How to obtain accurate 3D laser surveys in confined spaces.
A confined space is defined by the Health & Safety Executive as “a place which is substantially enclosed (though not always entirely), and where serious injury can occur from hazardous substances or conditions within the space or nearby.”
Many different industries also categorise confined spaces within their sites depending upon their access and egress restrictions, oxygen levels and other potential gases and in some cases the risk of an inflow of a liquid or solid or even dust. Despite the name however, confined spaces are not always small enclosed areas.
Every industry may view the risks associated with confined space differently and require alternative entry procedures. Understandably all will insist that to make an entry into a confined space you must have the appropriate training. As such, training providers such as ESS-Safeforce and Develop Training offer courses that certificate an individual for 2 – 3 years before having to retake.
With confined space entries being routinely undertaken by certified persons on a daily basis throughout the UK, they still remain a potentially high risk to any project safety programme and financial obligations. However, having attended such courses over the past 20 years, there is one overriding rule that has always been given that everyone should abide by.
First rule for confined space entry:
In fact this is stated in The Confined Spaces Regulations 1997 and suggests that designers and project teams either find alternative ways of completing tasks or make physical changes to an environment which can reduce or declassify the area concerned.
It has always been the case that certain areas within confined spaces are at a higher risk of producing an explosion due to the potential mixture of gasses or even dust. These areas are categorised as The Dangerous Substance and Explosive Atmospheres Regulations DSEAR after their regulations were issued in 2002 and also The Control of Major Accident Hazards Regulations (COMAH) issued in 2015.
However, it still remains that confined spaces and hazardous areas exist within our industries and even to make the suggested changes it would be necessary to undertake an entry. Although there is now a possible alternative solution that can reduce the associated risk.
3D Laser Scanning in Hazardous Areas
At the time of writing this post, the only known explosion-proof 3D laser scanner is the Zooller+Frohlich 5006EX. Whilst the majority of industrial 3D laser scanners available are not intrinsically safe, they have been designed and tested to ensure that they do not initiate an explosion due to arcing contact or high surface temperatures. Under specific instructions and conditions set out within a permit to enter, modern laser scanners may be operated in certain confined spaces and hazardous areas where the risk has been identified and managed. This usually adopts a hot works permit element to the entry requirements and or additional monitoring.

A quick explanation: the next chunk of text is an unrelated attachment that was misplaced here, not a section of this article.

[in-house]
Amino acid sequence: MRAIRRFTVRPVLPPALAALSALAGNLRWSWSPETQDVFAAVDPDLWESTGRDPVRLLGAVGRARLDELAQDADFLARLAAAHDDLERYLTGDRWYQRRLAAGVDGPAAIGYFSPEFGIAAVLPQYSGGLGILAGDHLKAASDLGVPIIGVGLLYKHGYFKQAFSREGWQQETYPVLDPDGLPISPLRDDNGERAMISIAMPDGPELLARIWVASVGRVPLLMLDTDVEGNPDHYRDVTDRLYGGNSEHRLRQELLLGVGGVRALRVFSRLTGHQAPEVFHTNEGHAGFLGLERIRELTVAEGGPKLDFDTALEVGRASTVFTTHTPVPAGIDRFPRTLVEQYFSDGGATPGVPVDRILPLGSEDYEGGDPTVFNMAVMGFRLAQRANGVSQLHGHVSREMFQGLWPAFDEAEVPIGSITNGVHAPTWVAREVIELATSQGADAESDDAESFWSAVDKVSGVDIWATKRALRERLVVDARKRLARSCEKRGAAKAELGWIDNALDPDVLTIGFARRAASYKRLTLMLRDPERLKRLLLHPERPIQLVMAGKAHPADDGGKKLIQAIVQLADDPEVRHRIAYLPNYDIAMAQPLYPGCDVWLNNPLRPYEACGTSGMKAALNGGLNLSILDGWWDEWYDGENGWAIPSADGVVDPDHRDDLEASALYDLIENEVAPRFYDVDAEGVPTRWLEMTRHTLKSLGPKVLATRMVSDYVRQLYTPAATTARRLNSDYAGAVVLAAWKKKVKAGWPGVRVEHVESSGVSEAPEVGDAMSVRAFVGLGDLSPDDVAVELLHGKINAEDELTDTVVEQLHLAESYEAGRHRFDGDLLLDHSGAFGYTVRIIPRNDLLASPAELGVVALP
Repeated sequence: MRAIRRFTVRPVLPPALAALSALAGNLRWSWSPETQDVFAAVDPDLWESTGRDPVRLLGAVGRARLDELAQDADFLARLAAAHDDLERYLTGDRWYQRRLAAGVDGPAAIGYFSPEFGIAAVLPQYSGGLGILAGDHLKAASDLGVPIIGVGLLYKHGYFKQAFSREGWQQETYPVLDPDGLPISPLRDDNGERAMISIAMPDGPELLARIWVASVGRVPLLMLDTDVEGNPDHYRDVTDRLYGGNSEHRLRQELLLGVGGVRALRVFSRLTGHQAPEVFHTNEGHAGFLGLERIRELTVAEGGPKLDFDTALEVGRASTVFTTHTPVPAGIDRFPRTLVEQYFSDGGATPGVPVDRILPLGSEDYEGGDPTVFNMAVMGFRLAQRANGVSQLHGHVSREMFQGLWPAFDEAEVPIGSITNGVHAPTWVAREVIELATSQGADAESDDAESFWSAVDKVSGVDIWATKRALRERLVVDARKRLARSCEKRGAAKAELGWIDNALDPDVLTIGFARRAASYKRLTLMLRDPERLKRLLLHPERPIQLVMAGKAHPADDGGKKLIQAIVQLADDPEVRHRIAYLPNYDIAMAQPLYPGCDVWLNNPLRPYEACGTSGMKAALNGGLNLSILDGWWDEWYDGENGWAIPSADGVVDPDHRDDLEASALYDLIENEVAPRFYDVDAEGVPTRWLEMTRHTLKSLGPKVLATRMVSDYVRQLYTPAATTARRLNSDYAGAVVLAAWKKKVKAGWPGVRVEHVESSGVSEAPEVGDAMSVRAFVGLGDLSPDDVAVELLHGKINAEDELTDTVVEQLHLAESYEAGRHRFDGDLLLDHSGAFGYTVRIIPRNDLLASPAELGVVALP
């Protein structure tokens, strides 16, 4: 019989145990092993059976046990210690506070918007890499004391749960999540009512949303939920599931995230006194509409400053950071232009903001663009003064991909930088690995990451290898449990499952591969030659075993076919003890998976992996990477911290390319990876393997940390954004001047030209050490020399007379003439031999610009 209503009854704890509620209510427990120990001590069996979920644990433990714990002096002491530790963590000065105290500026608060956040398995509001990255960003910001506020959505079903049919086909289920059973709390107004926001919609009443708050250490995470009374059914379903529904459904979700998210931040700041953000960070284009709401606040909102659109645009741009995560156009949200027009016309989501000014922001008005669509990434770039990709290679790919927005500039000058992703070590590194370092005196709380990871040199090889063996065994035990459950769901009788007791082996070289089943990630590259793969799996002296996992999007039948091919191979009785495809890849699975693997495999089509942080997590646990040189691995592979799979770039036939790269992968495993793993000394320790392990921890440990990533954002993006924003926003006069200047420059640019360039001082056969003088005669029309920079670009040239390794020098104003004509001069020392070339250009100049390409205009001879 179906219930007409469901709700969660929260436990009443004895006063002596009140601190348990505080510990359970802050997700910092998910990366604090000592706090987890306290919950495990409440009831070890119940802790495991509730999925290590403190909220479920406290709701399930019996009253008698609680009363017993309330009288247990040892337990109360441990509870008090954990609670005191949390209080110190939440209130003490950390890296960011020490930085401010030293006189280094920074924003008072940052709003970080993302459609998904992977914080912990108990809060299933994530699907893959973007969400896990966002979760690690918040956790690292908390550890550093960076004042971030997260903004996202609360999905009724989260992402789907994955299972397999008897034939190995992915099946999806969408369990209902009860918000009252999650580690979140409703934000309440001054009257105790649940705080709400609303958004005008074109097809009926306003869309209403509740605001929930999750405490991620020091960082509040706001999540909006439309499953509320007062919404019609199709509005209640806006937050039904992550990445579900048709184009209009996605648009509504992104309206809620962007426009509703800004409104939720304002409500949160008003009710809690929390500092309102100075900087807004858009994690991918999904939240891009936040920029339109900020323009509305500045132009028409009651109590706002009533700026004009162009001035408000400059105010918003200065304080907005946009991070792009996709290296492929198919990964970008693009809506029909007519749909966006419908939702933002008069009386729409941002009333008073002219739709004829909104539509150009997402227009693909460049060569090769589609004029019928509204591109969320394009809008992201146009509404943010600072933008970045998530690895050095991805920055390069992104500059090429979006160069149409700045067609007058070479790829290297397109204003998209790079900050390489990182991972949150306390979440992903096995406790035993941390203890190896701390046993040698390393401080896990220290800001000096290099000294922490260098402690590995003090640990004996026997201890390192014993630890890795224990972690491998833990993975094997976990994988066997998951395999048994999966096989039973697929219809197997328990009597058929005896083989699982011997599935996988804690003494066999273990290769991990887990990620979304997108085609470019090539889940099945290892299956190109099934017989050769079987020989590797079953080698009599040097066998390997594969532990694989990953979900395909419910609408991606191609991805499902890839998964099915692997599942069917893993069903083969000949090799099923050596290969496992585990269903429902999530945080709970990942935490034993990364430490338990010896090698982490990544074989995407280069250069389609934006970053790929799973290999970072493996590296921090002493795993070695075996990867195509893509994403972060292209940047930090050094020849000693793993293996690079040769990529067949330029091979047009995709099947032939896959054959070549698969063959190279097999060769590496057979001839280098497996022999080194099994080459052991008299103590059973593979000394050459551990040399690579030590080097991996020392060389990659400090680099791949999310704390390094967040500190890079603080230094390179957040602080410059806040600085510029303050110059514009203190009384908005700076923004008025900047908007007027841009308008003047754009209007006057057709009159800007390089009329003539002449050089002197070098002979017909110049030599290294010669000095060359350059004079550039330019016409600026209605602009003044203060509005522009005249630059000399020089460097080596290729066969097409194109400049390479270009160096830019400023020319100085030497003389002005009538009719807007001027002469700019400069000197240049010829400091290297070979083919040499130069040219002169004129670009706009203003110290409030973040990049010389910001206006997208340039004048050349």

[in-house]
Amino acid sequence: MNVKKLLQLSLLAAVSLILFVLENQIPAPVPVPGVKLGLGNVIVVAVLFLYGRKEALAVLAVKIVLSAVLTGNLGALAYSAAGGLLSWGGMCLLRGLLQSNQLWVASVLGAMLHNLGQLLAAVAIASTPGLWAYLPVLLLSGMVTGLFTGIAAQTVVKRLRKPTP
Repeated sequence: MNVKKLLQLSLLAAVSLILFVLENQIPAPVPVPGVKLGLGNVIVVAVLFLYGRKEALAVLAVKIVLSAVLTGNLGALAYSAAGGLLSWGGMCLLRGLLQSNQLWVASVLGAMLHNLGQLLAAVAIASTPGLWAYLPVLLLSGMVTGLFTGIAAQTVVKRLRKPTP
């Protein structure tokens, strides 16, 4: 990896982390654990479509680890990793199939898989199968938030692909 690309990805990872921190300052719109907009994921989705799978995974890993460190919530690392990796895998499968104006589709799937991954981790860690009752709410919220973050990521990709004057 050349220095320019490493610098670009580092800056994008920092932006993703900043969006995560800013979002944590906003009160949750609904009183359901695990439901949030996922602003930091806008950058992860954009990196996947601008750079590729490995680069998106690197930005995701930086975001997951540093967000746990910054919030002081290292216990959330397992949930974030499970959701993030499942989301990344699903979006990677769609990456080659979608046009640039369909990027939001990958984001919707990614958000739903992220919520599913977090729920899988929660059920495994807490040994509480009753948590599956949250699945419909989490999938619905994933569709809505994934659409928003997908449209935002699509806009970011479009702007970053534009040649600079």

Reducing the risk of confined space entry.
Therefore by monitoring the risk during a survey it is possible to complete a 3D laser survey in many of the confined space categories. Although it is also possible to scan an area without having to make an entry using an inverted tripod and remotely operating the scanner from outside the area.
Where an area is significantly larger and entry is required, it is still possible to set up the scanner and leave the confined space before remotely operating although it should be noted that this will extend the survey session considerably.
Should however it be necessary to complete the survey from within a controlled area, minimising the number of persons that enter contributes to reducing the overall risk assessment.
The greatest advantage of completing a 3D laser survey from within a confined space is in fact the data that it produces and the formats in which it can produce survey information.
Firstly, due to their nature a confined space is not always the most pleasant of environments, often with minimal or no lighting. Not a problem for a laser scanner as they produce their own light source and have no problems working in complete darkness.
Creating Virtual Environments
All of which allows anyone access to the restricted area without the need for specialist equipment or additional training. Therefore eliminating any further risk from making any further confined space entries during the design stage.
Furthermore, should the procedure for any alterations need to be examined, process development and any training for specific tasks can be completed in a virtual reality environment.
Another crucial saving made by utilising 3D laser surveys from within confined spaces is the reduction in time taken to complete. Typically undertaken in up to 80% of the time needed for a traditional survey and capturing far more data.
Given the saving on time and the ability to reduce the overall safety risk, 3D laser scanning offers some alternative solutions to designing within confined, hazardous and controlled areas.
PointSCAN have over 20 years of experience working within confined and hazardous environments and would be happy to advise on any projects or requirements you may have.
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